Nic Vickery

Three very different artists are exhibiting together during the first week of Oxfordshire Artweeks, one of whom is celebrating 21 years at the revered festival.

Christopher Townsend, well-known for his tree sculptures of metal forests, leaping fish, giant dragonflies, huge ‘Day of the Triffids’ seedheads a metre in diameter and small characters made from horseshoe nails, will be joining Nic Vickery and Guen Palmer to exhibit in a former blacksmith’s and 1968 caravan studio ‘Gertie’, at Asthall, between Witney and Burford.

So make sure you head down to The Old Forge in Asthall’s barn and workshop just off the A40 from 1st-9th May, to view the tree sculpture, animal painting and jewellery, as venues in North and West Oxfordshire throw open their doors to welcome you in.

“I am really looking forward to welcoming people to the workshop again!”

Christopher Townsend for one is delighted to finally exhibiting for real again: “Last year I couldn’t hold a physical exhibition during Artweeks, because of coronavirus, so I am really looking forward to welcoming people to the workshop again!” he says.

Christopher Townsend’s work

“I’ll paint Anything as long as it’s got fur, feathers or scales!”

Alongside Chris’s work, visitors will also be able to browse delicate elegant jewellery in silver and gold by Guen Palmer who sets gemstones – from diamonds to subtly coloured rainbow moonstones and tourmalines – into earrings, rings and necklaces adding precise and intricate surface decoration.

Guen Palmer’s jewellery

The third artist to join them is animal painter Nic Vickery whose life-long love of animals set her on an artistic path. Today her realistic and intricate portraiture includes dogs, horses, cats, and prize cows, pigs and chickens. ‘Anything as long as it’s got fur, feathers or scales!’ she chuckles.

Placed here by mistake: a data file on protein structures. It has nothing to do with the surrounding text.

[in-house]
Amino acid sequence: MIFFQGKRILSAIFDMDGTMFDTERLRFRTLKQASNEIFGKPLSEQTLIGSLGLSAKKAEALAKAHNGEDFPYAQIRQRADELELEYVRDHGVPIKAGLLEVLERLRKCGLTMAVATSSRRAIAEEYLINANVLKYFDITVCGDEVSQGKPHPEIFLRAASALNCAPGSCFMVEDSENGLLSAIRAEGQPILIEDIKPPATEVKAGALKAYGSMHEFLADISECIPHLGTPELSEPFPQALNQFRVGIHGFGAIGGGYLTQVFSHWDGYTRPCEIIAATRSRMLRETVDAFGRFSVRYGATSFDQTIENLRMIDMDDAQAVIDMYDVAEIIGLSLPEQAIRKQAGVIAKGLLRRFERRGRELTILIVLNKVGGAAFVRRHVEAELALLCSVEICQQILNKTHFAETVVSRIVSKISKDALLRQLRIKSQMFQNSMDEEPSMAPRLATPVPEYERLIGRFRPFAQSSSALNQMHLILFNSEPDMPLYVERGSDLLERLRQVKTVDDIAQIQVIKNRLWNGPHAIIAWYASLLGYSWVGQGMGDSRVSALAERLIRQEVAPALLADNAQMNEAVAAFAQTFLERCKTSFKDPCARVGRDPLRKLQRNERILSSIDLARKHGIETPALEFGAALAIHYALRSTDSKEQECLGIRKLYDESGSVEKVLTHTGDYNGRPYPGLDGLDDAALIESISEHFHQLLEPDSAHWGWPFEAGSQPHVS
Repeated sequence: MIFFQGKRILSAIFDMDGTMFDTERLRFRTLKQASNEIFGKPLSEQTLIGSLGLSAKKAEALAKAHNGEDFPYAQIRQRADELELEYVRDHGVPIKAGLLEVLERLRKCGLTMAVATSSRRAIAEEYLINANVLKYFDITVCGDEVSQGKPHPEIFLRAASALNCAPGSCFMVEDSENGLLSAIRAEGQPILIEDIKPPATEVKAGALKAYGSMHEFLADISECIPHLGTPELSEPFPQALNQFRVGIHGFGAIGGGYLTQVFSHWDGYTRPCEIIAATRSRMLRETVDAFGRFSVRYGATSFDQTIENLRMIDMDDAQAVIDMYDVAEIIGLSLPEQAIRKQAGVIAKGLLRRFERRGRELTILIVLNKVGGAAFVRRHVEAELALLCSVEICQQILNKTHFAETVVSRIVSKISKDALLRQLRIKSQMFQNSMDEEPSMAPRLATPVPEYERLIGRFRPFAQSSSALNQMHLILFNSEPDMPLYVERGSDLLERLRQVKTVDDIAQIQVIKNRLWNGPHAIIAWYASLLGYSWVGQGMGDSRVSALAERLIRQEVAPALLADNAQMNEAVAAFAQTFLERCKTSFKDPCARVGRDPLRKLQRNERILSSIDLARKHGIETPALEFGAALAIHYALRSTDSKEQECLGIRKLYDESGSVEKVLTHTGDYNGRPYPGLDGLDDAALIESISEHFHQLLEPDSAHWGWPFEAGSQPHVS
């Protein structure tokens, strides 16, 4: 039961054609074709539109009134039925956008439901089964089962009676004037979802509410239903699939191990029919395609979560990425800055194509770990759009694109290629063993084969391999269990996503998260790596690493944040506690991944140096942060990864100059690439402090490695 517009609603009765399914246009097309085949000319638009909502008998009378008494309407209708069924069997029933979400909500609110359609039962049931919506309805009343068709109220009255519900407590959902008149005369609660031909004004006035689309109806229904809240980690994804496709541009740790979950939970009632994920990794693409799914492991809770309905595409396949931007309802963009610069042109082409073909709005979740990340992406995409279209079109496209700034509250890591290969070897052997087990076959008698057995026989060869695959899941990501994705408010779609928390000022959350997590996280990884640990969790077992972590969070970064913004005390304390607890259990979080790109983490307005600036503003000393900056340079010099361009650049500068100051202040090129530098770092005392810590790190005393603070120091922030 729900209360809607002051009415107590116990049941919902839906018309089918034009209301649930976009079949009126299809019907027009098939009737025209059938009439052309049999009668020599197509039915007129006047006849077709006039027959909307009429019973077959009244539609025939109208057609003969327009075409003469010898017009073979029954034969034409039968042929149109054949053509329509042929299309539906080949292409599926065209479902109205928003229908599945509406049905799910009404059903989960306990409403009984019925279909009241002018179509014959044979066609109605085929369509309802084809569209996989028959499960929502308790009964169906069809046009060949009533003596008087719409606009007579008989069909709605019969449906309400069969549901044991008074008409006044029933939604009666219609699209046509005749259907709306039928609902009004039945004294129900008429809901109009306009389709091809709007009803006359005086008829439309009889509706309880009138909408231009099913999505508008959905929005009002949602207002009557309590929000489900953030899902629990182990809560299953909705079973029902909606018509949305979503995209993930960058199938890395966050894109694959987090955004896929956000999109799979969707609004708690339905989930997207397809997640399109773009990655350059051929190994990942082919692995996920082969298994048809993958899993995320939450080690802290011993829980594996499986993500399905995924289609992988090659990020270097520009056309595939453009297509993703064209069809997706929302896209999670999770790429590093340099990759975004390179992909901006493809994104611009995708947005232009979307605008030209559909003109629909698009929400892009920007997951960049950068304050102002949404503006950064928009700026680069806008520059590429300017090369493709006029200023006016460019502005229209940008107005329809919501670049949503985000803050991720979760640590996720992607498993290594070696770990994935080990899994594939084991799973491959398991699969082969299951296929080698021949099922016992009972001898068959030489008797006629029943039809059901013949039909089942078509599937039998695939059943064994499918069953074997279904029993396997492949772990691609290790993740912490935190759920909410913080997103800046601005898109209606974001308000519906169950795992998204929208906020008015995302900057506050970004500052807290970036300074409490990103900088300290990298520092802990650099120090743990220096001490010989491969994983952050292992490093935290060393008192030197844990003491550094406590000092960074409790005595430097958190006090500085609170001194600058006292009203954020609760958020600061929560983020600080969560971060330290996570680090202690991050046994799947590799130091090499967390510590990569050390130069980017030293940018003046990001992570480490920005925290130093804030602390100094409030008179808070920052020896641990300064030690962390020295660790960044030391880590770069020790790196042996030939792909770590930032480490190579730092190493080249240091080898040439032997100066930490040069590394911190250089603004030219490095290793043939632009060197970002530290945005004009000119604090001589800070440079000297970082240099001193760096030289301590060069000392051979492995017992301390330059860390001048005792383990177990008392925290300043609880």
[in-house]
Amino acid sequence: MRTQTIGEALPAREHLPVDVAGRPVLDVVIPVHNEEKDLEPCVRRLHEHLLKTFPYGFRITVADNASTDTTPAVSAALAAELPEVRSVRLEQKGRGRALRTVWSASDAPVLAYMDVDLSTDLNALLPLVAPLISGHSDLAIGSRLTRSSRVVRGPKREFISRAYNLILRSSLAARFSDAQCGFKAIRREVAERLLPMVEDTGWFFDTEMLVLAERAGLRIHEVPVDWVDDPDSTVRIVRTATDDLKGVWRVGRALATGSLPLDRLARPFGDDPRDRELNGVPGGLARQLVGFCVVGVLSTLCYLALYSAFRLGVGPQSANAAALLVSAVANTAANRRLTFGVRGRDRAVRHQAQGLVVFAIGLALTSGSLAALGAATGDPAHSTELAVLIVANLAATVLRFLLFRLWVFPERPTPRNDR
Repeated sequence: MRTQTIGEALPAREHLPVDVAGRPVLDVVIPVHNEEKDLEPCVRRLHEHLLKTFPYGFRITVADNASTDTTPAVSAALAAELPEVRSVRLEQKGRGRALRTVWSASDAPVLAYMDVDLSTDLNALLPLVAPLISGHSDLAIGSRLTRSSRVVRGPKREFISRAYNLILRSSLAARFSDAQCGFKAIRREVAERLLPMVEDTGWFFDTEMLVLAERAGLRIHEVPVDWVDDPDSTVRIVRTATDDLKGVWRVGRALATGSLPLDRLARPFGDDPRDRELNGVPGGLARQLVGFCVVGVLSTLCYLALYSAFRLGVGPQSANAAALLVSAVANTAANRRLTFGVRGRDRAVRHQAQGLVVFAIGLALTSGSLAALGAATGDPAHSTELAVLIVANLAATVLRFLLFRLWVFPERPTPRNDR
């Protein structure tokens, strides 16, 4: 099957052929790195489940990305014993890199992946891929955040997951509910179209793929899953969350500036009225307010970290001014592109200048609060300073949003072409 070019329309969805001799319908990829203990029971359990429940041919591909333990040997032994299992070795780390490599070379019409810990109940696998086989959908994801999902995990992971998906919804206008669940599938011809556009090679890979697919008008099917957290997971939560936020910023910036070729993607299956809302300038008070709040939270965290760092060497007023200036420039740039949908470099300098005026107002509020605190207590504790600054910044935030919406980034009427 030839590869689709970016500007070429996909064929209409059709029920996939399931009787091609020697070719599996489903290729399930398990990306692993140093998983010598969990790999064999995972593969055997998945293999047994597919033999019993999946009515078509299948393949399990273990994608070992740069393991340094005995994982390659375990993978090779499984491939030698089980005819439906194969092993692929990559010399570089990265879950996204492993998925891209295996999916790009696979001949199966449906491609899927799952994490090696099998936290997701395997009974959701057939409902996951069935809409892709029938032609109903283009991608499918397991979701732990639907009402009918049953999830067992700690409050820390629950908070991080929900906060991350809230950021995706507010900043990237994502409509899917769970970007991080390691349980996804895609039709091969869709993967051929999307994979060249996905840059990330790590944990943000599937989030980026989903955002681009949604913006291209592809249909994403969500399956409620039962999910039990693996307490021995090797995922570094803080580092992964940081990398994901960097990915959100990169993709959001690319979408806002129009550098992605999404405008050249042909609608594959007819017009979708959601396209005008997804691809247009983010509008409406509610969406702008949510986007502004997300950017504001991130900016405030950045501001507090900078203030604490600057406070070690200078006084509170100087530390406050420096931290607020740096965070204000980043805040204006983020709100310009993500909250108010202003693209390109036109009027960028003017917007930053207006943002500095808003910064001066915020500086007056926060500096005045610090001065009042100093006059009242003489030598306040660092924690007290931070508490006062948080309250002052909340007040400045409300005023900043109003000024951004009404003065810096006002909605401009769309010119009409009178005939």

Her pastel drawings however are also joyfully quirky – from a Morris Dancing magpie to Prudence the Puffin who is all set for a swim.

Prudence the puffin

The exhibition will include Nic’s delicate pen and ink hares and other wildlife: “I started experimenting with all the colours of the natural world and a new way to bring my animal drawings to life.” Her latest series, new for 2021’s Artweeks, uses metallic inks; the fox, the hare and the badger set against an art nouveau backdrop decorated in silver and gold.

So make sure you head down to the former blacksmiths, complete with Gertie’, a 1968 caravan and now mobile garden studio and exhibiting space, which had a cameo role in the 2019 film Rocketman (the story of Elton John’s life), between 11am and 5pm everyday between the 1st and the 9th of May.

Nic Vickery

Oxfordshire Artweeks is the UK’s oldest and biggest open studios and pop-up exhibition event, and the 39th edition this spring builds on the legacy of last’s year’s lockdown, offering both a virtual festival and a selection of more than 200 Covid-secure venues to visit from 1st -23rd May.

Over 600 artists – including 100 new faces – are taking part in pop-up exhibitions and on-line to showcase their creative talent. Their creations range from paintings and photography to pottery and jewellery, stained glass, mosaics, textile art, furniture, sculpture and installations. Visitors to both venues and virtual studios will be able to hear artists talking about their inspiration, explaining their materials and, often, demonstrating their methods. 

For those who aren’t able to travel to visit venues, Oxfordshire Artweeks is also presenting a virtual festival with 23 themed art trails to explore. In a series of on-line exhibitions, visitors can see thousands of pieces of art, watch videos of artists at work, take studio tours and celebrate a different theme every day on social media.